President’s spokesman defends controversial Health Services Act

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By Anna Chibamu

PRESIDENTIAL spokesperson, George Charamba has jumped to defend the new Health Services Ammendment Act which blocks public health workers from striking saying the law was made to protect citizens.

Charamba said the opposition should shut up because they are not governors of Zimbabwe.

The Health Services Amendment Act signed into law by President Emmerson Mnangagwa earlier this week has been widely criticized with many claiming it was oppressive.

In an interview with on Wednesday, Charamba  said what matters most are the beneficiaries of the laws and not those who craft them.

“When a law is pronounced, it is done to improve the sector,” said Charamba.

He added, “The opposition are not governors.

“What matters most are those who benefit from any laws that are formed by the government and passed by Parliament.”

Parliamentary portfolio committee on Health chairperson, Ruth Labode, said the lives of citizens will now be at stake.

“I do not see anything improving on the part of the citizens.

“The health delivery system will worsen. Workers too are not going to be spared.

“They need better conditions of service and failure to have that as a sector means we are back to zero,” said Labode.

Former Health Minister Henry Madzorera, had this to say: “The problem with this new Act is that it is one-sided…they are going to extremes.

“They are not considering the plight of health care workers. Their threats on embarking on an industrial action have been moderating the government, forcing them to look at the conditions of service for the health care workers.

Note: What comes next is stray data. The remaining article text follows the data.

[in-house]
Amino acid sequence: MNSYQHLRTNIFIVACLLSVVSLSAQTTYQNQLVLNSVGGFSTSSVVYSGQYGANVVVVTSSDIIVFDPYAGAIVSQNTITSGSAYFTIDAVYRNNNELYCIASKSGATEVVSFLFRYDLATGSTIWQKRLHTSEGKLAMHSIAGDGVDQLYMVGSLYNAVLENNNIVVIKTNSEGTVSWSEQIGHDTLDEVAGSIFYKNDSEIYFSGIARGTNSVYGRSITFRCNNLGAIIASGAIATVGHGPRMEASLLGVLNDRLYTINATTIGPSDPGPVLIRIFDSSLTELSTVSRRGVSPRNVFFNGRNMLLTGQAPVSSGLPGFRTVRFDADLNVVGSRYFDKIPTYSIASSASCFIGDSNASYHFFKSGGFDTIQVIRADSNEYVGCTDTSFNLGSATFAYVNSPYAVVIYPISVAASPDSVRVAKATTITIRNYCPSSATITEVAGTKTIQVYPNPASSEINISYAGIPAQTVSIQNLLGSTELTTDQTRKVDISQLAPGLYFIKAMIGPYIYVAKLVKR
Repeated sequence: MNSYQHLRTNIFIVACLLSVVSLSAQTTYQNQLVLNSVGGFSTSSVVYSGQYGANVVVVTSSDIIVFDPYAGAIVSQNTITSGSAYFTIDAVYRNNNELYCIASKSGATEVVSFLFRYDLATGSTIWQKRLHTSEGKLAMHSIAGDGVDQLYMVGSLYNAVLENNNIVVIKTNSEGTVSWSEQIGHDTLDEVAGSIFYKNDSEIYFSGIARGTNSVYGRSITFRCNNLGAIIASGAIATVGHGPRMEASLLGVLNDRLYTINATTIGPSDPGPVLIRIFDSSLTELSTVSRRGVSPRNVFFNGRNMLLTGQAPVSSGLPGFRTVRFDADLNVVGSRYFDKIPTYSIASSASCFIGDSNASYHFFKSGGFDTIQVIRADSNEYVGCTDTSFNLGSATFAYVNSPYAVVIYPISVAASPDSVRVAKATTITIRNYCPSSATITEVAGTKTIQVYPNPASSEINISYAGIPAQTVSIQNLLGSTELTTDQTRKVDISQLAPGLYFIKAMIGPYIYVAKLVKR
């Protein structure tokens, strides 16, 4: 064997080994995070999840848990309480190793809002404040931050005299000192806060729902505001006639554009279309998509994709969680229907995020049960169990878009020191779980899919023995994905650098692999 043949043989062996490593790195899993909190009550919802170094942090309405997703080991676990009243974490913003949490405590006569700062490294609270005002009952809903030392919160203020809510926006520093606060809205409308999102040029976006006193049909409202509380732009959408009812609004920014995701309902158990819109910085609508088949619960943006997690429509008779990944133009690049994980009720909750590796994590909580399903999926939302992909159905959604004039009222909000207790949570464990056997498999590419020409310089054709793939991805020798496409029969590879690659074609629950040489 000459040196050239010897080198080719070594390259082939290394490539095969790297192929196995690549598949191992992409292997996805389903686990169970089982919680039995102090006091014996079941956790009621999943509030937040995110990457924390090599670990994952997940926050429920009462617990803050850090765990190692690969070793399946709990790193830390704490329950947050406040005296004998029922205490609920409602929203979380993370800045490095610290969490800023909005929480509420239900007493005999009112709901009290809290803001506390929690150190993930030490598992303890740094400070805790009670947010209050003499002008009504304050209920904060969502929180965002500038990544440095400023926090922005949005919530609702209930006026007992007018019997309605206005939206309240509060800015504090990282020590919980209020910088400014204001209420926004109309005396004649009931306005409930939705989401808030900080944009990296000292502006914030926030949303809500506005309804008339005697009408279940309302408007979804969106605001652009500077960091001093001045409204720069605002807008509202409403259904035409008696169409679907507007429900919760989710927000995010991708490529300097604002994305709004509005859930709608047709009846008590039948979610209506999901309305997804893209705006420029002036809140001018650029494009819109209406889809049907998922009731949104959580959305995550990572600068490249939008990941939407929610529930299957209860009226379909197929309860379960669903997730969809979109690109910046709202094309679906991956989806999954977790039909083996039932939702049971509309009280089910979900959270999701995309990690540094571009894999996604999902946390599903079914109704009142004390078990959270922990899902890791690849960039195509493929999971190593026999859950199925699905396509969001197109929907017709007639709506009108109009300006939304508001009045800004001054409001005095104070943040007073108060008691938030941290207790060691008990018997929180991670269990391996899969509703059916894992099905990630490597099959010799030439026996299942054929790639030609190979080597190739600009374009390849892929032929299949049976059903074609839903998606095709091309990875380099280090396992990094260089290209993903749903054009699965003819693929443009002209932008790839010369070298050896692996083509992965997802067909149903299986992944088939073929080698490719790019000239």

“Yes, from the point of view of their earnings and conditions of service, but also from the point of view of the total healthcare delivery itself, the healthcare is going to suffer more now with the new law that has come into place because the workers can no longer hold government effectively to account for things like the ceiling falling over patients at Parirenyatwa Hospital.

“Health care workers can no longer complain about water dripping into wards from the ceiling and shortages of consumables such as medication and the deterioration of health care services in Zimbabwe.

“That is a recipe for disaster,” he said.

Madzorera also said this will cause a huge brain-drain.

“Health care workers’ conditions are very difficult. The government no longer has anyone pressuring them to improve on the patients’ situation. The health care will continue to deteriorate. It is really bad and we hope the government will review that,” Madzorera said.

The Zimbabwe Association of Doctors for Human Rights (ZADHR) secretary general, Matara expressed sadness over the new Act.

“As ZADHR, we are saddened to learn that this draconian Health Services Amendment Bill has actually been signed to become a law in the country.

“This is a Bill that was widely rejected by all health professionals from nurses to doctors and everyone else in the health sector. Civilians rejected the Bill during Parliamentary public consultations,” he said.

“And now to see the Bill being passed into law, without it being redrafted, it befits the purpose of having consultations if recommendations are ignored by the Health Minister.

“The Act will bring more negatives than positives,” Matara highlighted.